HERO VERSION

He comes over and hugs her. He sits down and takes her hand, whispering words of encouragement. They will get through this together. When the nurse comes to escort Patti in, her father goes with her, holding her hand, and they face the doctor together. When they hear the results, her father wants to know more, asks questions about pain and treatments. He says he wants to ensure his daughter gets the best care possible, no matter what it takes.

ANTIHERO VERSION

He walks up to the reception desk and asks for her by name. The receptionist points behind him. “Oh, there you are! I didn’t see you.” He sits down and says nothing. Patti takes his hand because she believes that somewhere down inside of him, he cares about her because he is her father, and she needs him. His hand is still and cold. When the nurse comes to escort Patti in, her father asks if he should stay in the waiting room, but Patti tugs his hand and pulls him through into the treatment room. When they hear the results, her father wants to know how much this is going to cost, how long it will take, and talks about how much this will interfere with his work schedule, as well as with his daughter’s life, since this is such an inconvenience to both of them. He says he wants to ensure his daughter gets the best care possible, no matter what it takes.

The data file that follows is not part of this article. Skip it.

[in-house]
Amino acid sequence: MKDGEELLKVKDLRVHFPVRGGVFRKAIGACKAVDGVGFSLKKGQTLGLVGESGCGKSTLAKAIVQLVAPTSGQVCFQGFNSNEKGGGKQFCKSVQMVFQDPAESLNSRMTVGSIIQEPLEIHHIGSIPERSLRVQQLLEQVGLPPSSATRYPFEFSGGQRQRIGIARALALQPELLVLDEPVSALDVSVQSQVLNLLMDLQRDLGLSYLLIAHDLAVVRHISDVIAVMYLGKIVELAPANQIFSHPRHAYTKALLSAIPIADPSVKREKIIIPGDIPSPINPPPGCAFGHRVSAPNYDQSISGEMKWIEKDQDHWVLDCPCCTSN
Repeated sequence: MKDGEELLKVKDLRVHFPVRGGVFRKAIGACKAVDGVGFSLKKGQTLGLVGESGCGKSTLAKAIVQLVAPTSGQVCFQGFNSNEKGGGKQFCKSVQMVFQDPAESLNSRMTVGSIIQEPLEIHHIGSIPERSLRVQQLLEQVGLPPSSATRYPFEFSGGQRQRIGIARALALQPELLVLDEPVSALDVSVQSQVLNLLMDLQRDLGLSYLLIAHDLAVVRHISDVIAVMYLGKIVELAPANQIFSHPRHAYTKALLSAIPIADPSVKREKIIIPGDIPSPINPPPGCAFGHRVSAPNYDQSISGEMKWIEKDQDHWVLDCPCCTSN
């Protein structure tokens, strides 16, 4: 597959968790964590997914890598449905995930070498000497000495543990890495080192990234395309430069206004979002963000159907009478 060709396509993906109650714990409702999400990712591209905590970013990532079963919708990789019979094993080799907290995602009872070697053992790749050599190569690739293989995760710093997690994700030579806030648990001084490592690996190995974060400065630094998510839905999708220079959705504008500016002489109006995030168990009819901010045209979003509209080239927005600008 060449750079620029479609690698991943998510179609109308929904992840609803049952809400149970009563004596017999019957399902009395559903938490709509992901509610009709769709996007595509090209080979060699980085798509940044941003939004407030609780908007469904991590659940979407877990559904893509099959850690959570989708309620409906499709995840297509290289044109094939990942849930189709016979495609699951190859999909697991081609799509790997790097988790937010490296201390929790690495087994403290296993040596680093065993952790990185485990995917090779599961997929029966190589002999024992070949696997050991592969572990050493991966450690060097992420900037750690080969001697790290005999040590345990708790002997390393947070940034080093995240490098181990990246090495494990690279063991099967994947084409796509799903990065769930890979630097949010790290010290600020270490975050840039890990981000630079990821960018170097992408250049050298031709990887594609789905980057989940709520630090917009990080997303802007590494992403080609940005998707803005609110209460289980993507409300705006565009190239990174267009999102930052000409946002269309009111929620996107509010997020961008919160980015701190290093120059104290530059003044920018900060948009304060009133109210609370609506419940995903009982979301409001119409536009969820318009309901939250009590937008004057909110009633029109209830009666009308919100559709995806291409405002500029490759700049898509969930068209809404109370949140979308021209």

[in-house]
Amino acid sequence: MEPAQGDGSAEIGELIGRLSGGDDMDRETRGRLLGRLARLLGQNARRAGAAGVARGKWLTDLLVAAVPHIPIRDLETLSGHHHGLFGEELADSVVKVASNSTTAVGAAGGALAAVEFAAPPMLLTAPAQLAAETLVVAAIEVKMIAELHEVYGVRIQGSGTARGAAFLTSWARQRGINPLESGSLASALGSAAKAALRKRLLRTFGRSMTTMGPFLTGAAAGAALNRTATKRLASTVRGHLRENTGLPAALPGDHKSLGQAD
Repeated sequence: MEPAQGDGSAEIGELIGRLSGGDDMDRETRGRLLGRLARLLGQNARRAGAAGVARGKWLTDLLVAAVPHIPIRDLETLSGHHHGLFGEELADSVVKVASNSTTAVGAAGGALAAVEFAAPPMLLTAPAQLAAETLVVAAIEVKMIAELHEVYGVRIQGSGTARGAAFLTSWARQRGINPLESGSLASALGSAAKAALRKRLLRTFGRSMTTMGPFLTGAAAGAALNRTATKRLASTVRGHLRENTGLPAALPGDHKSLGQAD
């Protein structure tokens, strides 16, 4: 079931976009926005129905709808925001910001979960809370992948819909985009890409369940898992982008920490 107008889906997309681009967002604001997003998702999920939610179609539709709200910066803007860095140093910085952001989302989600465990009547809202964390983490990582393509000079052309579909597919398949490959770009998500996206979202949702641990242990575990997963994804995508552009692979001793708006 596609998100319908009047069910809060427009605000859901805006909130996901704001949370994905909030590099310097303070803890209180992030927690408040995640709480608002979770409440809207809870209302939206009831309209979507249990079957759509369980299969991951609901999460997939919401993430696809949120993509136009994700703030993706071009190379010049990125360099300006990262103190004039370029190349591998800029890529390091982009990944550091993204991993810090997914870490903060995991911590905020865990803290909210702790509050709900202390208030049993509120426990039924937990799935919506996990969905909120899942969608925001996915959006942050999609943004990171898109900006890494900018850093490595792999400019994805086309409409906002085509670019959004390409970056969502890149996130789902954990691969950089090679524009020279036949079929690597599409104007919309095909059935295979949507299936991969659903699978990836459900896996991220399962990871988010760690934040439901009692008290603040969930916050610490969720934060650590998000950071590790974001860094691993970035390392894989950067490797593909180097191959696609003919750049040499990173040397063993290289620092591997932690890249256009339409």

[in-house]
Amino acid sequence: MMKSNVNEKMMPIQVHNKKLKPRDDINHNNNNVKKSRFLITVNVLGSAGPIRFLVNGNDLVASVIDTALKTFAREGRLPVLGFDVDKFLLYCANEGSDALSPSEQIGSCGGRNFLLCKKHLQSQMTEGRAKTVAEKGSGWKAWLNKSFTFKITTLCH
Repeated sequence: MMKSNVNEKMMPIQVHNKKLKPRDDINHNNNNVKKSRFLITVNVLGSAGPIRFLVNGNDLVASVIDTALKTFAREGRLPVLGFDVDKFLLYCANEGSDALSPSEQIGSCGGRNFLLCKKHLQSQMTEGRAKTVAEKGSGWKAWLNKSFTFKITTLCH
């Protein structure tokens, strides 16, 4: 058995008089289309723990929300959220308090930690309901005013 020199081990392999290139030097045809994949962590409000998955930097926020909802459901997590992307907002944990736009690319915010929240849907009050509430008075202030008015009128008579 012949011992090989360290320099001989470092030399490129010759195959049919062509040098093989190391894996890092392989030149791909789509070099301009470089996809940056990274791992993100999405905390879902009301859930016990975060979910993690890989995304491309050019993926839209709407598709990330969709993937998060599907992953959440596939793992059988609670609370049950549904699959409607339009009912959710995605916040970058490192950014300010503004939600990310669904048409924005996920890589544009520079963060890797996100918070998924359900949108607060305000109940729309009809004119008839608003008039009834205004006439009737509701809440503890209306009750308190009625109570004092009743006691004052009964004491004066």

The following are tips to consider as you write the prompt for the antihero.

  • Show us the character’s ambivalence and self-interest through his actions. Don’t tell us.
  • The reader emphasizes with the story because we’ve all “been there” with someone, and we know the feelings on both sides of the character, the desire to support and the obligation of supporting someone society says you must.

The Prompt for the Antihero

Pen on paper with words The Prompt over them.

  1. Pick a positive character, a typical hero.
  2. Identify their strongest attribute or characteristic.
  3. Write a scene in which the character displays the complete opposite of that characteristic.

References

The following resources will help you learn more about how to write an antihero, one that the reader will sympthasize with, cheer on, but also be a bit disgusted with, making them fascinating.